Embodiments of the present invention provide a unique containment apparatus that can be used in the event of a rupture of a pipe in which fluid flows. Although the illustrated embodiments are principally discussed herein as being used with water pipes, embodiments of the invention can also be used to contain fluid flow from pipes that carry other types of fluids, such as oil, gas, steam, etc. Though embodiments of the invention are intended to provide a secure containment of a ruptured pipe, it is generally anticipated that the containment apparatus will be used only in emergency situations for a temporary period of time. The containment apparatus is generally not intended to replace any form of permanent repairs that may be required to remain compliant with government building codes.

Using an example of a ruptured water pipe, a containment apparatus constructed according to the invention can be used to minimize or stop the unwanted flow of water escaping from the rupture in the water pipe. This reduces the amount of water damage to adjacent areas and helps maintain an uninterrupted supply of water to persons and devices depending on the water supply. Generally speaking, it is expected that the containment apparatus will allow water to continue flowing through the damaged water pipe until service technicians have adequate time to assess the damage and seal off limited sections of the water pipe for repair.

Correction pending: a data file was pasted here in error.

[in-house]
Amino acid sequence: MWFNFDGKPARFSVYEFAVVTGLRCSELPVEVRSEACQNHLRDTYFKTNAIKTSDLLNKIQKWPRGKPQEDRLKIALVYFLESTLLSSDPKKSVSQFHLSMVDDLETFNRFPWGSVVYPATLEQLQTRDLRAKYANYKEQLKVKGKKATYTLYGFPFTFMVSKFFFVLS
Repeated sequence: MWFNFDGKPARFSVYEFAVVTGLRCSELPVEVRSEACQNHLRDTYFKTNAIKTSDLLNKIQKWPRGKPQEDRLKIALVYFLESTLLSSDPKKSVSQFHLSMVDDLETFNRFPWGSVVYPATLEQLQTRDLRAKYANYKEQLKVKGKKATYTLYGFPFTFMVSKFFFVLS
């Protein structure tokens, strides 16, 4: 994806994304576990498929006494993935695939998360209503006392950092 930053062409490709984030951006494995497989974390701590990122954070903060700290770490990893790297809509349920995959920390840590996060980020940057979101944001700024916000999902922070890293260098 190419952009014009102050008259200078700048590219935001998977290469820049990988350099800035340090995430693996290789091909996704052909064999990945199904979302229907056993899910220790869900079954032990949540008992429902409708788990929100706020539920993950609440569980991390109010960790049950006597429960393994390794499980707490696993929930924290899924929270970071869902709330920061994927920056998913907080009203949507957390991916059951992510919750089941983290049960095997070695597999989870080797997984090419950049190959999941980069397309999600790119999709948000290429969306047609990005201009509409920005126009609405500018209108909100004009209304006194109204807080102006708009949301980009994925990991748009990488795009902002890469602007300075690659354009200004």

FIG. 1 depicts an embodiment of a containment apparatus 10 that is configured for attachment to a ruptured pipe 12. In this embodiment, the containment apparatus 10 includes an outer casing 14 having a body 16 with a first end 18 and a second end 20. The first end 18 and second end 20 are sized to fit around the pipe 12 when the containment apparatus 10 is attached to the pipe 12.

As will be explained in greater detail below, the containment apparatus 10 further includes one or more seals 22 between the first and second ends 18, 20. The one or more seals 22 are configured to seal the outer casing 14 around a rupture in a pipe 12 when the pipe 12 is received into the containment apparatus 10. To maintain the one or more seals 22 against the pipe 12, the containment apparatus 10 further includes a securing mechanism 24 that secures the containment apparatus around the pipe 12.

The outer casing 14 may be constructed of a hard material, such as plastic, that has an adequate burst strength to accommodate the maximum fluid pressure flowing from a rupture contained within the containment apparatus 10. For example, if the containment apparatus 10 is intended for household water pipes, the outer casing 14 of the containment apparatus may be constructed of material having an adequate burst strength that accommodates the maximum household water pressure in the water pipes.

The containment apparatus 10 may be sized for use with any type of pipe, metric or American, in any application. In the example of a household system, the pipe 12 shown in FIG. 1 represents a standard construction grade ″ copper water pipe that is typically used in residential and business plumbing applications.